Researchers at Intermountain Healthcare in Salt Lake City have developed a new clinical tool to accurately identify and diagnose COVID-19 patients who are at high risk of developing a serious inflammatory condition that can damage the lungs and other organs.
The new tool is a diagnostic clinical score that is used to determine whether patients with the virus are at increased risk of developing the condition, known as hyperinflammatory syndrome.
It’s also sometimes referred to as a “cytokine storm” and can cause the immune system to react in an inappropriate and excessive way causing significant damage to organs.
Diagnosing hyperinflammatory syndrome is very important. With the new scoring diagnostic criteria, clinicians can now identify patients early, and ideally prescribe treatments before the condition progresses and causes patients to deteriorate to critical levels.
Intermountain researchers studied the accuracy of the diagnostic tool as part of a new study published in today’s issue of the British medical journal, The Lancet Rheumatology.
For the study, researchers applied the new cHIS diagnostic score to 299 patients admitted to Intermountain hospitals with severe COVID-19. They found that the criteria accurately identified patients who were at high risk for deteriorating clinically and requiring high oxygen supplementation, needing to be placed on a ventilator, or potentially dying.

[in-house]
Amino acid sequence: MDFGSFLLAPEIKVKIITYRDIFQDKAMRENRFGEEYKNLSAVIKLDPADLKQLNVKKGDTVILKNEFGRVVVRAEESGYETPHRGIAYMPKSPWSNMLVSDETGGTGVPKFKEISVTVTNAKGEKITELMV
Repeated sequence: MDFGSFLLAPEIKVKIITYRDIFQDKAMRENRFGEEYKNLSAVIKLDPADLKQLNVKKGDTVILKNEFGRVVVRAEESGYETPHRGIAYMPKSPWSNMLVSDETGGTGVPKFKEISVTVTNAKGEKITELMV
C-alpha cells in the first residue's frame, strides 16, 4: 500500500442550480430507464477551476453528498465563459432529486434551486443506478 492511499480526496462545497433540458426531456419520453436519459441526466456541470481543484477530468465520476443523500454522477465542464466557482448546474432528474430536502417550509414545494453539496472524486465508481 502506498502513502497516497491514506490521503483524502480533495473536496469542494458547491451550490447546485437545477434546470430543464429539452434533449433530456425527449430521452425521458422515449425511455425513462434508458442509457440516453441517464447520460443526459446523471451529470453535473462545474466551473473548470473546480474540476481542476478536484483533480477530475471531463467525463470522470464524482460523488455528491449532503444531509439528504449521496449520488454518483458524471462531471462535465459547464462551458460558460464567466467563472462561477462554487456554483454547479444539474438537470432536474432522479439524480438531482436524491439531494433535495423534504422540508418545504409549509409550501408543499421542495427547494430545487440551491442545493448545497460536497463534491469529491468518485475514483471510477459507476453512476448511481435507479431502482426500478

Researchers also found that COVID-19 patients with elevated cHIS criteria were four times more likely to require ventilator support.
“The prognostic value of the cHIS score is important because it can help doctors identify patients who are at risk of progressing to a much more severe and serious disease state before it happens,” said Brandon Webb, MD, an infectious diseases physician at Intermountain Healthcare and principal investigator of the study.
Samuel Brown, MD, a critical care physician at Intermountain and co-investigator on the study, says that knowing which COVID-19 patients are vulnerable to hyperinflammatory syndrome also helps enhance treatment in other ways.
“The cHIS score is also important in two other ways,” explained Dr. Brown. “First, it will help us design clinical trials targeting the patients for whom new drugs are most likely to work. Secondly, it allows us to now tailor our treatment strategy to give the right drugs to the right patients who are most likely to benefit.”
In an accompanying editorial, also published in The Lancet Rheumatology, Drs. Randy Cron, Grant Schulert, and Rachel Tatersall, praised the work done by the Intermountain research team.
“Dr. Webb and colleagues are the first to report cytokine storm syndrome clinical criteria specific to COVID-19 in the form of cHIS,” the editorial said. “Importantly, these criteria are relatively standard assessments that are readily available, timely, and not cost-prohibitive for most countries. These criteria will need validation, but for now, should help clinicians to recognize cytokine storm syndrome in the setting of COVID-19 for early initiation of potentially life-saving immunotherapy.”
Members of the Intermountain research team include: Webb, Ithan Peltan, Paul Jensen, Daanish Hoda, Bradley Hunter, Aaron Silver, Nathan Starr, Whitney Buckel, Nancy Grisel, Erika Hummel, Gregory Snow, Dave Morris, Eddie Stenehjem, Raj Srivastava and Samuel M Brown.